The root of all evil

Money may have been motive in massacre of Ugandan cult members

Dallas Morning News, April 3, 2000
By Ian Fisher

KANUNGU, Uganda - A member of a doomsday cult has provided what appears to be the first corroboration of the apparent motive for one of the largest mass killings in recent times.

Peter Ahimbisibwe, who police say may be the only surviving member of the cult, said Sunday that a mutiny had been brewing over money among members of the Movement for the Restoration of the Ten Commandments of God. Many members had sold their property and turned over the proceeds to the cult leaders on the promise that the world would end as the year 2000 arrived. Mr. Ahimbisibwe, 17, said members of the cult began to rise at church services after Jan. 1 and ask cult leaders a difficult question: Where will we live, they asked, now that we have sold our property and the world has not ended?

"The people who sold their property would inquire one by one," Mr. Ahimbisibwe said. "Whoever would inquire, they would disappear." Mr. Ahimbisibwe allowed himself to be interviewed for only a few minutes before a large prayer service Sunday in memory of the 924 cult members whose bodies have been discovered in recent days. After the service, he refused to talk further unless reporters paid him.

Investigators declined to speculate Sunday on whether Mr. Ahimbisibwe's entire account was credible. But they did little to discount his story, saying they believed that he left the group's compound in Kanungu on the morning of March 17, before the fire in which Ugandan officials say 530 people died, including his mother and sister. One investigator said, however, that Mr. Ahimbisibwe occasionally becomes "confused."

With the death toll at 924, the Uganda killings surpassed the 1978 Jonestown tragedy in Guyana to become the worst cult-related mass killing of modern times. In Guyana, 913 people died.

On Sunday, after a week in which investigators uncovered hundreds of bodies in three Ugandan towns, more than 1,000 people gathered on a soccer field not far from the group's compound. Surrounded by high green hills, religious leaders - Catholic, Protestant and Muslim - prayed for the dead and urged the living not to be fooled by cults promising quick relief from poverty. Uganda's vice president, Dr. Speciosa Wandira Kazibwe, apologized for the government's failure to stop the cult before the deaths, which the police originally said they believed were a mass suicide.

"These were callously, well-orchestrated mass murders perpetrated by a network of diabolic, malevolent criminals masquerading as religious people," she said.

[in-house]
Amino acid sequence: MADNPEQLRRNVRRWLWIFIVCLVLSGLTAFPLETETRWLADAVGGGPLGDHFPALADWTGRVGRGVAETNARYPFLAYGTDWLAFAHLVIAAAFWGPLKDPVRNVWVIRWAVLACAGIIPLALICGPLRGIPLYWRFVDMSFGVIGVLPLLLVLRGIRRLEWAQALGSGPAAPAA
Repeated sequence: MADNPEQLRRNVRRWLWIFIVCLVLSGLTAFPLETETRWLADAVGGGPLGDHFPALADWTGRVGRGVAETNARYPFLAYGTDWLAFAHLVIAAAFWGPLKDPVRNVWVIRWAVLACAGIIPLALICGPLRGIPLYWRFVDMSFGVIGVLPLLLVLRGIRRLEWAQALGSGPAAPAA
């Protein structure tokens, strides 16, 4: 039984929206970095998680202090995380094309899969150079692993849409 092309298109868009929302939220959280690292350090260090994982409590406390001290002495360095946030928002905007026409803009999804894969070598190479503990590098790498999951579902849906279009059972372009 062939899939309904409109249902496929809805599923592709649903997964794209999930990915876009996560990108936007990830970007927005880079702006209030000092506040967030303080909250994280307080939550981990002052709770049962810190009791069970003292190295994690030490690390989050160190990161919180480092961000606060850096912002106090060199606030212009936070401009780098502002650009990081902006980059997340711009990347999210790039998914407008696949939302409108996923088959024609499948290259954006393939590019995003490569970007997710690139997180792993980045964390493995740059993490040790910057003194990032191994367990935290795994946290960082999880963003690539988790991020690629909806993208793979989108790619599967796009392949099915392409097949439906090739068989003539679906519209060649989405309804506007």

Ms. Kazibwe, a physician, raised an issue often taboo in Africa: mental illness. Joseph Kibwetere, the cult's main leader, was reportedly diagnosed as a manic depressive and was hospitalized in 1998. Ms. Kazibwe said she longed for the day when "mental health is made an important subject and taken as a priority."

Theresa Kibwetere, the cult leader's estranged wife, also stood briefly before the crowd. She did not speak but afterward said her priest suggested that she go to the service.

"What should I have done?" she said. Referring to the cult, she added, "I disliked what they did."

The police said Sunday that they had suspended the search for more bodies, though they believed that there were several more mass graves around the section of southwestern Uganda where the cult was active. In fact, investigators say they believe that there are many more bodies in a pit latrine on the site of the compound where they already found six bodies. A local official says firefighters digging for the bodies there got tired after retrieving the six bodies and "deceived" officials by saying there were no more.

A police spokesman, Assuman Mugenyi, said Sunday that government officials were requiring the diggers and investigators to wear protective gear while unearthing mass graves. So far, though, most of the work has been done by barefoot prisoners.

Mr. Mugenyi said the police were waiting for the protective gear so that digging could resume.

In the interview, Mr. Ahimbisibwe, who is from Kanungu, described the final few days of the cult. He did not describe exactly how members who questioned the selling of their property "disappeared," though he said he had no indication that people were dying, other than several who had been ill. In the final week, he said, cult leaders - particularly Credonia Mwerinde, who claimed to have visions of the Virgin Mary - had urged them to prepare for the end of this world and the start of a better one for believers. But there was no talk of mass suicide, he said.

"The followers were not told about death," he said. "But they were expecting to be taken."

Mr. Ahimbisibwe said his mother and sister had lived at the cult compound for about a year. He had lived there only for a week, though he said he was a frequent visitor. He said that in the final week he did not see Mr. Kibwetere at the compound. The police speculate that Mr. Kibwetere, Ms. Mwerinde and two other cult leaders may still be alive.

Mr. Ahimbisibwe said he left the cult compound at 7:30 on the morning of the fire. He said he had no feeling that something bad was about to happen but left only because he was hungry.

On his way out, he said he ran into a cult member named Hillary, a man he described as a fervent believer, who was carrying a hammer and nails. Mr. Ahimbisibwe said he assumed later that Hillary was the one who nailed shut the windows of the church to prevent people from escaping the flames.

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